The Senate Judiciary Committee has scheduled confirmation hearings to begin March 20 on the nomination of Neil M. Gorsuch to be an Associate Justice of the Supreme Court.
President Trump nominated Gorsuch on Jan. 31 to fill the vacancy left by the death of Justice Antonin Scalia.
Gorsuch, who was appointed as a judge on the U.S. Court of Appeals for the Tenth Circuit by President George W. Bush in 2006, holds a law degree from Harvard Law School and a Doctor of Philosophy in Law from University College in Oxford.
After clerking for DC Circuit Appeals Court Judge David Sentelle and Supreme Court Justices Byron White and Anthony Kennedy, he joined the law firm of Kellogg, Huber, Hansen, Todd, Evans & Figel. After 10 years of private practice from 1995 to 2005, he served as a deputy associate attorney general in the Department of Justice until his judicial appointment.
In a statement issued immediately following the announcement of Gorsuch’s nomination, ABA President Linda A. Klein highlighted the role the ABA Standing Committee on the Federal Judiciary has played in evaluating the professional qualifications of Supreme Court nominees since the Eisenhower administration. Every member of the 15-member committee participates in the evaluation, which involve extensive peer review of the nominee’s integrity, professional competence and judicial temperament.
The standing committee focuses solely on a nominee’s professional qualifications and does not take in consideration the nominee’s philosophy, political affiliation or ideology.
The investigations of Supreme Court nominees are particularly rigorous because of the significance, range and complexity of issues the Supreme Court considers.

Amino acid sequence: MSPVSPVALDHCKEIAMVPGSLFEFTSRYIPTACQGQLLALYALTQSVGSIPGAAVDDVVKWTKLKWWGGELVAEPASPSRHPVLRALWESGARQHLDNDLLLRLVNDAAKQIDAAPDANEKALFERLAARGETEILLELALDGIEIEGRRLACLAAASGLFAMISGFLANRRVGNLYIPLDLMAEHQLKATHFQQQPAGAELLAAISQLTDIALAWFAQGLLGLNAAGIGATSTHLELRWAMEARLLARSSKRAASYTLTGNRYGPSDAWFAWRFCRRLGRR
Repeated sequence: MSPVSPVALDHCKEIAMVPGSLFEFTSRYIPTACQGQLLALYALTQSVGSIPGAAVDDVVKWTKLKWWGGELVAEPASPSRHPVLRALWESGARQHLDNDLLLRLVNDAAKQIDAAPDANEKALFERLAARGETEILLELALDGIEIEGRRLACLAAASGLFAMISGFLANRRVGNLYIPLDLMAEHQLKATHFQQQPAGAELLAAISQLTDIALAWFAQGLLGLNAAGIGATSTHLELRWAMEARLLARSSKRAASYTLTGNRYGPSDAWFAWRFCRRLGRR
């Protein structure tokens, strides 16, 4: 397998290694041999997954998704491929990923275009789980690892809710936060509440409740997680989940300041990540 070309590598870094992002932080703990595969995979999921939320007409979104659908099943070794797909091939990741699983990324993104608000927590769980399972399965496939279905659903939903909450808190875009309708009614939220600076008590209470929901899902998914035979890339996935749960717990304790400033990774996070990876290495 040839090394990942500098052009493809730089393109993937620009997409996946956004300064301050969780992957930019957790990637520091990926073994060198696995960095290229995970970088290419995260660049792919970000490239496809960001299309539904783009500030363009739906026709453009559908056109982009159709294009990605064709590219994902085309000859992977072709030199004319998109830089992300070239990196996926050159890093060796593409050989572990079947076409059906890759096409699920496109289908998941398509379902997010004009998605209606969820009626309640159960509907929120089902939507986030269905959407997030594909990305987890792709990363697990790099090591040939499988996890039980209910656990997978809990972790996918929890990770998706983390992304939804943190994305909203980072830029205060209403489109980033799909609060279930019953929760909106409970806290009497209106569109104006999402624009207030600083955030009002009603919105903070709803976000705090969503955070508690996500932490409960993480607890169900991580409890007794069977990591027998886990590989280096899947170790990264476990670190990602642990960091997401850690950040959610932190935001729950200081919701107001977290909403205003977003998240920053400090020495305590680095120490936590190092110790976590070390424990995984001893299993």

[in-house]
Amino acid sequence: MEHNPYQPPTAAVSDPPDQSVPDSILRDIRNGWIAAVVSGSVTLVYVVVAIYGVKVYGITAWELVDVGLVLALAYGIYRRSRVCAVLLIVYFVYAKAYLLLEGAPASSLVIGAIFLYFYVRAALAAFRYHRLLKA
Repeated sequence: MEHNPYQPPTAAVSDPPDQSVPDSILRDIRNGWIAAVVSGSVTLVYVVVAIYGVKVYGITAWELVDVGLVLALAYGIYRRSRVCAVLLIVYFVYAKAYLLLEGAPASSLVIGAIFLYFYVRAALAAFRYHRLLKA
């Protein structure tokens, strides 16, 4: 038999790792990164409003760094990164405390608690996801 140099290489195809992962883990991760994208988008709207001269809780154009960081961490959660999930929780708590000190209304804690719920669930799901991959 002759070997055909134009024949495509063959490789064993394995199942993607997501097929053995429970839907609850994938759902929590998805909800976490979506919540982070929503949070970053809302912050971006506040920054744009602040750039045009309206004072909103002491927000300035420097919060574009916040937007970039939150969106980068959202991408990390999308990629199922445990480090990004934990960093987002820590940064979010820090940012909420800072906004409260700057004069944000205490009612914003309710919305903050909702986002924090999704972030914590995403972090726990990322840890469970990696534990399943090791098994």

After the committee members complete their evaluation, they vote to rate the Supreme Court nominee “Well Qualified,” “Qualified” or “Not Qualified.” The rating is submitted in writing to the Senate Judiciary Committee, the White House, the U.S. Department of Justice and the nominee, and is posted on the standing committee’s website for the public record. The standing committee also submits a detailed written statement to the Senate Judiciary Committee explaining the reasons for its rating, and traditionally is invited to testify as the first public witness at the nominee’s confirmation hearing.
In her statement, Klein emphasized that the standing committee’s role is insulated and separate from all other ABA activities. “The impartiality and independence of the committee and its procedures are essential to the effectiveness of its work,” Klein said, adding that the ABA looked forward to “engaging in the process to ensure that the Senate can make an informed decision about the professional qualifications of this and future Supreme Court nominees.”